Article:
Scotland moves to project bank accounts
The Scottish government has announced that project bank accounts (PBAs) will be used on all of its building projects over £4m in value from 31st October 2016.
Scottish government bodies must include a PBA in tender documents for contracts commencing procurement procedures from 31st October 2016 with an estimated award value of at least £4,104,394 for building projects and £10 million for civil engineering projects.
Finance secretary Derek Mackay said: “This is an important milestone in the government’s commitment to improving cashflow for smaller firms. The PBA guidance translates trial programme experience into a simplified common approach with practical resources for implementation in Scottish Government projects. We urge all other organisations involved in commissioning work on Scotland’s infrastructure to use PBAs.”
The move has been welcomed by trade associations.
Specialist Engineering Contractors’ (SEC) Group Scotland chairman Eddie Myles said: “SEC Group Scotland has been the leading exponent of PBAs since they are the most effective method for ensuring regular and secure payments to construction supply chains, especially SMEs.”
Newell Mc Guinness, managing director of the Scottish Electrical Contractors' Association (Select), said: “Poor payment practices are the biggest killer of productivity and growth in Scottish construction. PBAs will help curb abuse and thus enable small firms to deliver to their full potential.”
Fiona Hodgson, managing director of the Scottish & Northern Ireland Plumbing Employers’ Federation, added: “Scottish government is to be congratulated. Dealing with poor payment practices has to be the number one priority for construction. I look forward to the time when we can half the threshold for using PBAs.”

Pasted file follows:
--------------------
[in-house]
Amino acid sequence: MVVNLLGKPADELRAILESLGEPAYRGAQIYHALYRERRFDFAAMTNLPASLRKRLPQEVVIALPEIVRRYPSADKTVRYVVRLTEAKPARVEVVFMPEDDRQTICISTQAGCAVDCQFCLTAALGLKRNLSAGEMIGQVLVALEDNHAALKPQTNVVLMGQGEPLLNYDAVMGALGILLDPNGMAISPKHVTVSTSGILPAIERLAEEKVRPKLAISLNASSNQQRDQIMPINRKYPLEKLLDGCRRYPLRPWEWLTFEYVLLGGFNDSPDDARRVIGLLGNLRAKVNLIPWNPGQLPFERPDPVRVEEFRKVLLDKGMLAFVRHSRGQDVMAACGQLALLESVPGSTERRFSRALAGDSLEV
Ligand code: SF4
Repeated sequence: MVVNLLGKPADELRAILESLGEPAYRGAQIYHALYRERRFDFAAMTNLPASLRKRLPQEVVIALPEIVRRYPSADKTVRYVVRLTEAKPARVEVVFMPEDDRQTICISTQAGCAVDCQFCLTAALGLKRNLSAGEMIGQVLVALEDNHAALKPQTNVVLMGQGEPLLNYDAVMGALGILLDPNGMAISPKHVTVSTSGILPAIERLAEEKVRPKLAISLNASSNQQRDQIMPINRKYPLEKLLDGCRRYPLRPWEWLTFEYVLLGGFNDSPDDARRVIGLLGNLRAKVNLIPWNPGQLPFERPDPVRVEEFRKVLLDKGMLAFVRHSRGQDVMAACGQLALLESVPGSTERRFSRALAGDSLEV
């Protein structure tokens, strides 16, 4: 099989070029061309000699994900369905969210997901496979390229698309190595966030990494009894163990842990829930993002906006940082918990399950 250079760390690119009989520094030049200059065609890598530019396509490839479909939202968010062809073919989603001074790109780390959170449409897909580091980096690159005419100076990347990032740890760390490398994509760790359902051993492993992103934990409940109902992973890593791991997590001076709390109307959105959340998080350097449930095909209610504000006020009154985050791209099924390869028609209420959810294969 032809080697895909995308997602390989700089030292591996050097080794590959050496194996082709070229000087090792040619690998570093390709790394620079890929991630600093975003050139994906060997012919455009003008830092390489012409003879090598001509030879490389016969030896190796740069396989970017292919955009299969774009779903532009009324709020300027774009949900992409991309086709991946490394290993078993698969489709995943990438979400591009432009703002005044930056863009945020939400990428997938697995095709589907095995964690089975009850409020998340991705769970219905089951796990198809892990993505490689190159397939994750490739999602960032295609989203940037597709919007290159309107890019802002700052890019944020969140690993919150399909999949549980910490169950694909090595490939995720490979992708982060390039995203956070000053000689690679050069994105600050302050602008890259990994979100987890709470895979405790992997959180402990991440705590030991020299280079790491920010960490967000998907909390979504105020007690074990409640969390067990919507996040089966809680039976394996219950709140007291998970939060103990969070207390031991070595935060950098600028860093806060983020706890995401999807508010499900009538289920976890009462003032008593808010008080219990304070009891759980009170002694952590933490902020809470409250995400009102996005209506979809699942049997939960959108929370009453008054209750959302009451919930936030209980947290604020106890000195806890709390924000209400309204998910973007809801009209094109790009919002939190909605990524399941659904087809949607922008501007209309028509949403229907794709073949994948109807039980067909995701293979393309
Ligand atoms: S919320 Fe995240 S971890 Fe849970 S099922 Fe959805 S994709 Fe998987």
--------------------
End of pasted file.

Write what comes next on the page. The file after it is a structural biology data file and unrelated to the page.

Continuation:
The Building Engineering Services Association (BESA) also welcomed the news. BESA chief executive Paul McLaughlin said: “The Scottish government should be roundly praised for taking a bold step to remove one of the barriers to efficient project delivery."
PBAs are a cash disbursement model that allows money to be ring-fenced in bank accounts from which payments are made directly to suppliers. This reduces the risk of contractor insolvency and the consequent disruption to projects. It also cuts out much of the additional cost of risk pricing and debt management associated with having multiple layers of payment within the contractual chain.
PBA payments can be made within as little as 12 days and, once in the account, the monies are protected from upstream insolvencies and unfair delays. Highways England and the Environment Agency have been using this method for some time and, on average; ‘Tier 3’ subcontractors on their projects are paid within 19 days.
“Security of payment allows firms to invest in the skills and processes they need to improve productivity and fund growth,” added Mr McLaughlin. “By improving cash flow through the supply chain, project clients can also be assured of a more cohesive, harmonious and, therefore, efficient project process.”
He also called for the introduction of digital payment platforms as the next step in the process of “remedying endemic industry payment problems”. This would give SMEs the reassurance of transparent and legislatively compliant payment processes supported by electronic banking; allowing them “to plan for the future with greater confidence and commercial stability”, he said
Scotland’s First Minister Nicola Sturgeon was an early supporter of PBAs and launched a government trial of the payment mechanism in 2013 when she was deputy to Alex Salmond.
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This article was published on 28 Sep 2016 (last updated on 4 Oct 2016).